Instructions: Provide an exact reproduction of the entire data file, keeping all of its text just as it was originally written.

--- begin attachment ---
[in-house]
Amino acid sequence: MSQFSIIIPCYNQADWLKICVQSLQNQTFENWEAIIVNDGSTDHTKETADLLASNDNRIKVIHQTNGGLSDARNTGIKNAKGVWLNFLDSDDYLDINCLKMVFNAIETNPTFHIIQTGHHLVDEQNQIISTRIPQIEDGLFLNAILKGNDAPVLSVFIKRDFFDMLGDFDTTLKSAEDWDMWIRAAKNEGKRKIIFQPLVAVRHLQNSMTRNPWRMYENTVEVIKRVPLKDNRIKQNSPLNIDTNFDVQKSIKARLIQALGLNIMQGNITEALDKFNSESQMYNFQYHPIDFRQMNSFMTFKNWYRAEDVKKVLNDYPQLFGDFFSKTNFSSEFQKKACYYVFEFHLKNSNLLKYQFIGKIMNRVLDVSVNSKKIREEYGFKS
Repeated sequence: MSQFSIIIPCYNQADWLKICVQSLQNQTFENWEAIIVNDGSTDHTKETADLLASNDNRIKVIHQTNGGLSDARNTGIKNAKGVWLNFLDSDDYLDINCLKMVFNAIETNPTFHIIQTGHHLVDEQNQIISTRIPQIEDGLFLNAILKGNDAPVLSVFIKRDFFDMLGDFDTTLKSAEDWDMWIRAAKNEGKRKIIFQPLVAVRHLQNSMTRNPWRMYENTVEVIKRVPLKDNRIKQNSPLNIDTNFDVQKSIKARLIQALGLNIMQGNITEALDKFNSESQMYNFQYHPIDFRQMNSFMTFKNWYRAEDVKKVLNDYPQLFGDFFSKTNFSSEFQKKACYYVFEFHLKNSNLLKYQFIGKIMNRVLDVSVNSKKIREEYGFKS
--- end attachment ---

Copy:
[in-house]
Amino acid sequence: MSQFSIIIPCYNQADWLKICVQSLQNQTFENWEAIIVNDGSTDHTKETADLLASNDNRIKVIHQTNGGLSDARNTGIKNAKGVWLNFLDSDDYLDINCLKMVFNAIETNPTFHIIQTGHHLVDEQNQIISTRIPQIEDGLFLNAILKGNDAPVLSVFIKRDFFDMLGDFDTTLKSAEDWDMWIRAAKNEGKRKIIFQPLVAVRHLQNSMTRNPWRMYENTVEVIKRVPLKDNRIKQNSPLNIDTNFDVQKSIKARLIQALGLNIMQGNITEALDKFNSESQMYNFQYHPIDFRQMNSFMTFKNWYRAEDVKKVLNDYPQLFGDFFSKTNFSSEFQKKACYYVFEFHLKNSNLLKYQFIGKIMNRVLDVSVNSKKIREEYGFKS
Repeated sequence: MSQFSIIIPCYNQADWLKICVQSLQNQTFENWEAIIVNDGSTDHTKETADLLASNDNRIKVIHQTNGGLSDARNTGIKNAKGVWLNFLDSDDYLDINCLKMVFNAIETNPTFHIIQTGHHLVDEQNQIISTRIPQIEDGLFLNAILKGNDAPVLSVFIKRDFFDMLGDFDTTLKSAEDWDMWIRAAKNEGKRKIIFQPLVAVRHLQNSMTRNPWRMYENTVEVIKRVPLKDNRIKQNSPLNIDTNFDVQKSIKARLIQALGLNIMQGNITEALDKFNSESQMYNFQYHPIDFRQMNSFMTFKNWYRAEDVKKVLNDYPQLFGDFFSKTNFSSEFQKKACYYVFEFHLKNSNLLKYQFIGKIMNRVLDVSVNSKKIREEYGFKS